We’ve all got that friend who gave up dairy and says it “totally saved” their skin. It’s a tale so common in beauty circles that dairy is widely regarded as public enemy number one when it comes to our complexion. Whether it’s eczema, acne, or simply the dullness that accompanies unhealthy skin, apparently dairy has an awful lot to answer for.
According to the Vegan Society, the number of vegans in the UK has quadrupled in the last six years, with almost 600,000 of us avoiding dairy (and meat, of course) in pursuit of improved health, boosted energy levels and better skin. Oat milk is now de rigueur on breakfast menus, dairy-free cheese is stocked by local supermarkets, and ice cream is just as nice made with cashew nuts rather than cream. When it comes to our diet, we have options galore – but does giving up dairy in pursuit of better skin actually make it so?
“While it’s been suggested that dairy products play a role in developing skin conditions, such as acne, the current evidence is actually very limited and conflicting,” says Dr Megan Rossi, a dietitian and gut health specialist. “It’s important to note that most of the studies done so far are observational studies, which can be a useful place to start, but are pretty weak in terms of take-home messages. In fact, there are a number of variables that could be affecting the results – it could be that people who drink more milk eat less dietary fibre and more added sugars. These types of stats make it impossible to determine if one thing causes the other,” she adds.
Facialist Debbie Thomas asks her clients who suffer with acne to consider both diet and lifestyle. “Yes, dairy can be a trigger to some, but not all acne is caused by it,” she says. “However, acne is usually more likely to be caused by sugar, stress that’s sending hormones loopy, or underlying conditions, like polycystic ovary syndrome.”
Both experts acknowledge that reports of dairy’s effect on the skin aren’t totally unfounded – rather, that its impact has not been scientifically proven by a solid number of studies. “Remember that acne is a condition you have – and spots are the end result of what’s being triggered by the reactions within the body – so it’s important to work out, on an individual basis, what triggers your skin,” says Thomas. Both experts advise keeping a food diary to track skin triggers and make links between your own diet and skin health.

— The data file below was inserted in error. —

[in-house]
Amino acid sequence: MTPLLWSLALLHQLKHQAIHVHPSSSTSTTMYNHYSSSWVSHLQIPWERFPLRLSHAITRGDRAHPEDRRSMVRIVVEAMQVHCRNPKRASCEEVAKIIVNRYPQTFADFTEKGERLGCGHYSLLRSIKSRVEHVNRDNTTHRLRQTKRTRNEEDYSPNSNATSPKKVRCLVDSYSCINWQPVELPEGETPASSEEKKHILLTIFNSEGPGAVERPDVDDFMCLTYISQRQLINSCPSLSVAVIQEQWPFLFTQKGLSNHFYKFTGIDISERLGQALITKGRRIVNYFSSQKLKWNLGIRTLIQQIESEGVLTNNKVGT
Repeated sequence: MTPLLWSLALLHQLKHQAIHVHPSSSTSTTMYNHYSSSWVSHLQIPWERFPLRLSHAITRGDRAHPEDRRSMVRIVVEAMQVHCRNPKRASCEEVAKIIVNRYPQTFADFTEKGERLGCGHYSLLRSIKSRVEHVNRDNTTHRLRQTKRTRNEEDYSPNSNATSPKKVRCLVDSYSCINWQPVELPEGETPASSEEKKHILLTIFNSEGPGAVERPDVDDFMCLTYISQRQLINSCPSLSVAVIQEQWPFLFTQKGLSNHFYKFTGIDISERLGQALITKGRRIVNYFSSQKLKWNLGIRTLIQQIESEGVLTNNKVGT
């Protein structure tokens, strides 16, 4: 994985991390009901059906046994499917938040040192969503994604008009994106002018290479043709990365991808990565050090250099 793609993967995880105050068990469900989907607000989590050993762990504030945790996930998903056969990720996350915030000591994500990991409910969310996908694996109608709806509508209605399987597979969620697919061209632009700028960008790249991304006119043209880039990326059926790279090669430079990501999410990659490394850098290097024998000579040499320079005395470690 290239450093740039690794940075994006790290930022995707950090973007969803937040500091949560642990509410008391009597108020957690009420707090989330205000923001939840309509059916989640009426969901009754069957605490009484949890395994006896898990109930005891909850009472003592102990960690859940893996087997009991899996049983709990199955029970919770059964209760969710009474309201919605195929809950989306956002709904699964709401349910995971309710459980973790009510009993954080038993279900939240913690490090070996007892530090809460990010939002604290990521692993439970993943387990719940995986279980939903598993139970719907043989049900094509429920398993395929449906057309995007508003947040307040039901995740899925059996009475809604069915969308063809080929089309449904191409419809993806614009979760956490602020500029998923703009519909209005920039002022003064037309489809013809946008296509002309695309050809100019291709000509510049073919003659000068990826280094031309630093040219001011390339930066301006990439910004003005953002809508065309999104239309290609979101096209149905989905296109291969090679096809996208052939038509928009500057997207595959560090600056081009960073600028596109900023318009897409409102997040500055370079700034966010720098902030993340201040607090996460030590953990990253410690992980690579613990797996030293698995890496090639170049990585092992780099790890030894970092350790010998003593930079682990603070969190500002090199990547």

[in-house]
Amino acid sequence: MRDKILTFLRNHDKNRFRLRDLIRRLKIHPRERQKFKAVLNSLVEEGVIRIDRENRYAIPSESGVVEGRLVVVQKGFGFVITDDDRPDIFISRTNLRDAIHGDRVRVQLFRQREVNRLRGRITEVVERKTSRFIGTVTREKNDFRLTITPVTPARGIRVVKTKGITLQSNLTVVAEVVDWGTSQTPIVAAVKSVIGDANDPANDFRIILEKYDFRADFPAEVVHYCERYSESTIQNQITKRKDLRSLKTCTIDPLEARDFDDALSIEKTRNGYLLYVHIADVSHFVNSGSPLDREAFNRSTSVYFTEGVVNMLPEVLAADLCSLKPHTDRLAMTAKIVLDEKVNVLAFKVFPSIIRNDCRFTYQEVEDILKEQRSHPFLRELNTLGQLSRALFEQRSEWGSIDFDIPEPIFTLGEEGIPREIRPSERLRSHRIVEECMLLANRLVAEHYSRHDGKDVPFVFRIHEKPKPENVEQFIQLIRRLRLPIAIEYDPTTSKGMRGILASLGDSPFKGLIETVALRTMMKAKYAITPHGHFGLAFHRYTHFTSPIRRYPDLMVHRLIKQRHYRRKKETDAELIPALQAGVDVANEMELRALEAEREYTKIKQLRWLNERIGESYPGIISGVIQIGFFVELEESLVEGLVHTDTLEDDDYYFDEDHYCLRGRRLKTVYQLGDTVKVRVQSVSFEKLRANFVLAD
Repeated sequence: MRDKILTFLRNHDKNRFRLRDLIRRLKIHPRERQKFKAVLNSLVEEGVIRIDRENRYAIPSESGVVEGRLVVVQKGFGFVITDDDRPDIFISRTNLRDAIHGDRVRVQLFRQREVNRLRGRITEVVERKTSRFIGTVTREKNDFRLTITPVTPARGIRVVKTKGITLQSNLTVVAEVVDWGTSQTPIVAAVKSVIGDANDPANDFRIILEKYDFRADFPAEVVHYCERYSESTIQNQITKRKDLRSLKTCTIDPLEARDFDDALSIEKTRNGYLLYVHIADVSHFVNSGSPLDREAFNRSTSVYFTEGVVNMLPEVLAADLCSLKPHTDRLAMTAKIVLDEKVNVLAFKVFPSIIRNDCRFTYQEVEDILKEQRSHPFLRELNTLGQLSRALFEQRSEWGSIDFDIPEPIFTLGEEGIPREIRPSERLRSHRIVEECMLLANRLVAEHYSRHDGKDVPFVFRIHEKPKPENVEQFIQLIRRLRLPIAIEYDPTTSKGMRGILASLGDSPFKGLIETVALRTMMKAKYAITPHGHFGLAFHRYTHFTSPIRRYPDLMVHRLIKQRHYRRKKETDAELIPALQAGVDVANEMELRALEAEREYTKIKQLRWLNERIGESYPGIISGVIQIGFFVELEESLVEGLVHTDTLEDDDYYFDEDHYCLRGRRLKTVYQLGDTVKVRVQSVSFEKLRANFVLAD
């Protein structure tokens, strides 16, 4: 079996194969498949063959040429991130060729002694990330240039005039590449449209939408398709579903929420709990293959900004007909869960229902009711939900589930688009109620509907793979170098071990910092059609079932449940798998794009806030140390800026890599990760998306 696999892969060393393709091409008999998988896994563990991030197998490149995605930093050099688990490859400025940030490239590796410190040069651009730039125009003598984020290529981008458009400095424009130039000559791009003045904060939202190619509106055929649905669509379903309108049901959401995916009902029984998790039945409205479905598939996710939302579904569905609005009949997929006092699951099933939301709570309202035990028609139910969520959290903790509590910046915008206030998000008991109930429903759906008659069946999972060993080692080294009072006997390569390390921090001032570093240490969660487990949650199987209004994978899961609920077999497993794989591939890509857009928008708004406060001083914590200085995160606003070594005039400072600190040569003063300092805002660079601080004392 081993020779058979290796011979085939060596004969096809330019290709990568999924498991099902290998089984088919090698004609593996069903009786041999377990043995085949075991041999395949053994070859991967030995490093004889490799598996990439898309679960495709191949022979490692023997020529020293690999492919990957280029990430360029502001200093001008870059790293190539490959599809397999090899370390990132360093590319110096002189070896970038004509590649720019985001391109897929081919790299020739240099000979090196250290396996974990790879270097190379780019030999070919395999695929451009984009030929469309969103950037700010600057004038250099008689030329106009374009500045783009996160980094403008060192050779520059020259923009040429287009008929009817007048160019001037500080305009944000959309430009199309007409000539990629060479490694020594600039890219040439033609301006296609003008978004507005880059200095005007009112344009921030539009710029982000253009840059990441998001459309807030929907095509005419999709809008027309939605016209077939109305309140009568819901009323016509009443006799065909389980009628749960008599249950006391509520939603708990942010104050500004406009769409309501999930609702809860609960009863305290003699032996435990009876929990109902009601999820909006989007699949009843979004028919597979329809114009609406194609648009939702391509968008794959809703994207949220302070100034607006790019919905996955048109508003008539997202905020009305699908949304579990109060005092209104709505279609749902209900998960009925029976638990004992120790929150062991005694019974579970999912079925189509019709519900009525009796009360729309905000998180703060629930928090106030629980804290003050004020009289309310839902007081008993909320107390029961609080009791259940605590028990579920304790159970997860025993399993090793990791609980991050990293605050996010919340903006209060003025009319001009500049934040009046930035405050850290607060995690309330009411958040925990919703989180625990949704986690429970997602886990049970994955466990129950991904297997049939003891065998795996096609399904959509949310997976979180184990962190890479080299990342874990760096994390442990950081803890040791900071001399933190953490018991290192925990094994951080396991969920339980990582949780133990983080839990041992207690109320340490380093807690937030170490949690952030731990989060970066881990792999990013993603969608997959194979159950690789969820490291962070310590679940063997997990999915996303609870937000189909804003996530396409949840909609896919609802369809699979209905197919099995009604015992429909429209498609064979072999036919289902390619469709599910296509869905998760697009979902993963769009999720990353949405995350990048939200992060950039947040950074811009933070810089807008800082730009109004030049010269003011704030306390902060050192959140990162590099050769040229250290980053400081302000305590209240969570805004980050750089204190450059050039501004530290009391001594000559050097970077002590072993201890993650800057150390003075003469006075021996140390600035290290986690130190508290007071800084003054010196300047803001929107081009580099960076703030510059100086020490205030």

Below, four things to know about dairy and how it relates to our skin.
We know that our hormones can impact our skin – the spots that can appear at certain points in our menstrual cycle provide monthly anecdotal evidence of this. What we eat (and, of course, how we live) can affect our hormones, too. “Cow’s milk and dairy products contain casein and whey protein, which are thought to raise levels of a certain hormone (insulin-like growth factor-1, or IGF-1) which is linked with increased production of sebum, the oily substance produced by our skin, which is, in turn, linked with acne development,” says Rossi. “Some studies have shown that people with acne have higher levels of the IGF-1 hormone.” A link has been drawn between a high sugar, dairy and carb diet and increased incidence of acne in the western world, but as Rossi points out, a clinical trial is yet to have shown that dairy alone causes skin issues.
Dairy alone isn’t the only foodstuff that can impact our hormones – other foods, when combined with dairy products (like milk) can leave them out of whack, too. “Milk, combined with other processed foods and sugar, disrupts insulin levels, pushing other hormones out of balance; because when we digest milk we break down the proteins it contains, turning them into hormones that are very similar to insulin,” Thomas says. The higher our insulin levels, the more susceptible we are to infection, and the more inflammation our bodies suffer – cue more breakouts and angry skin. “Inflammatory skin conditions include, most commonly, acne, eczema, and rosacea,” says Thomas. “If the inflammation is present in the body as a long-term issue, it will eventually reach the skin, which results in a breakdown of collagen, faster appearance of fine lines and compromised skin health.”
“Lactoses in milk need enzymes to break them down,” says Rossi. “About 65 per cent of people lose these enzymes when they pass infancy. When we’re older, the body develops an intolerance or allergy to the lactose, which triggers an inflammatory reaction within the body.” Of course, some of us are more intolerant than others, and if you suffer from any symptoms – like bloating, nausea or flatulence – Rossi recommends trying her three-step Record, Restrict, Retintroduce assessment (found in her book Eat Yourself Healthy) to find out if you could have a food intolerance safely and effectively.
Not all dairy products are made equal
If you’re considering quitting all dairy in pursuit of better skin, know that not all cow produce is created equal. A 2019 study found that there was some association between overall milk consumption and acne, particularly for those consuming a lot of it. “Interestingly, the relationship of acne with different types of milk – whole, semi-skimmed or low fat and skimmed – varied, with skimmed milk having the highest [negative] impact on the skin,” says Rossi. Fermented dairy, on the other hand, has not been found to increase the risk of acne, so consider things like yoghurt and (hallelujah!) cheese, your friends, rather than enemies. “Furthermore, fermented dairy, such as kefir and live yoghurt, has been linked with better heart and bone health, plus improved digestion and weight management,” she points out. So perhaps, as with all good things in life, it’s about opting for moderation and balance, rather than total dairy abstinence.
From British Vogue